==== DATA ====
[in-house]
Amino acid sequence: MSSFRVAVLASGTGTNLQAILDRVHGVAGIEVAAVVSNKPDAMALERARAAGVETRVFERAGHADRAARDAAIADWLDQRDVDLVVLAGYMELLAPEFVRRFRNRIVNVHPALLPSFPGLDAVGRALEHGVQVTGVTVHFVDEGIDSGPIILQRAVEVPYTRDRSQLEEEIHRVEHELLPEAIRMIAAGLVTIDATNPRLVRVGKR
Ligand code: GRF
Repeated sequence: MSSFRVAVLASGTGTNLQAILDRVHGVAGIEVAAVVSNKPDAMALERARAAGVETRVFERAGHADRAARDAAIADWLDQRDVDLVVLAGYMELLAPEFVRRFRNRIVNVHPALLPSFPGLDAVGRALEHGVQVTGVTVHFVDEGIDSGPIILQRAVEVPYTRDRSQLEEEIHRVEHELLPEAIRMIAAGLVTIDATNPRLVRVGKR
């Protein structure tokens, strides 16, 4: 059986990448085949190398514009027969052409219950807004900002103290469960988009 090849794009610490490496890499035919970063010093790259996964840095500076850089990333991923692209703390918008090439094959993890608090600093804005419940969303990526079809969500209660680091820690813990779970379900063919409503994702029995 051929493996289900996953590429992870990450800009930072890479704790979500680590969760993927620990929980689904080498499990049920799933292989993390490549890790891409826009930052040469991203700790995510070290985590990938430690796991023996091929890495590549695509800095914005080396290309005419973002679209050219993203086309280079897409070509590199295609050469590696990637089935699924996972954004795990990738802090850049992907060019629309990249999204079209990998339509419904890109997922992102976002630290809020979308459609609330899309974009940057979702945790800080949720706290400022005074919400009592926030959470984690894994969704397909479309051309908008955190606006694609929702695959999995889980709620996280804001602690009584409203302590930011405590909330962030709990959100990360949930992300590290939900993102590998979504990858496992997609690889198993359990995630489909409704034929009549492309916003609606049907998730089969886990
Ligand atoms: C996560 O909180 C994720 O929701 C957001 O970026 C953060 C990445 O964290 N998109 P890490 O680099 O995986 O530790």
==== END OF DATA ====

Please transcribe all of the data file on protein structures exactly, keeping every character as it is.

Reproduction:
[in-house]
Amino acid sequence: MSSFRVAVLASGTGTNLQAILDRVHGVAGIEVAAVVSNKPDAMALERARAAGVETRVFERAGHADRAARDAAIADWLDQRDVDLVVLAGYMELLAPEFVRRFRNRIVNVHPALLPSFPGLDAVGRALEHGVQVTGVTVHFVDEGIDSGPIILQRAVEVPYTRDRSQLEEEIHRVEHELLPEAIRMIAAGLVTIDATNPRLVRVGKR
Ligand code: GRF
Repeated sequence: MSSFRVAVLASGTGTNLQAILDRVHGVAGIEVAAVVSNKPDAMALERARAAGVETRVFERAGHADRAARDAAIADWLDQRDVDLVVLAGYMELLAPEFVRRFRNRIVNVHPALLPSFPGLDAVGRALEHGVQVTGVTVHFVDEGIDSGPIILQRAVEVPYTRDRSQLEEEIHRVEHELLPEAIRMIAAGLVTIDATNPRLVRVGKR
């Protein structure tokens, strides 16, 4: 059986990448085949190398514009027969052409219950807004900002103290469960988009 090849794009610490490496890499035919970063010093790259996964840095500076850089990333991923692209703390918008090439094959993890608090600093804005419940969303990526079809969500209660680091820690813990779970379900063919409503994702029995 051929493996289900996953590429992870990450800009930072890479704790979500680590969760993927620990929980689904080498499990049920799933292989993390490549890790891409826009930052040469991203700790995510070290985590990938430690796991023996091929890495590549695509800095914005080396290309005419973002679209050219993203086309280079897409070509590199295609050469590696990637089935699924996972954004795990990738802090850049992907060019629309990249999204079209990998339509419904890109997922992102976002630290809020979308459609609330899309974009940057979702945790800080949720706290400022005074919400009592926030959470984690894994969704397909479309051309908008955190606006694609929702695959999995889980709620996280804001602690009584409203302590930011405590909330962030709990959100990360949930992300590290939900993102590998979504990858496992997609690889198993359990995630489909409704034929009549492309916003609606049907998730089969886990
Ligand atoms: C996560 O909180 C994720 O929701 C957001 O970026 C953060 C990445 O964290 N998109 P890490 O680099 O995986 O530790």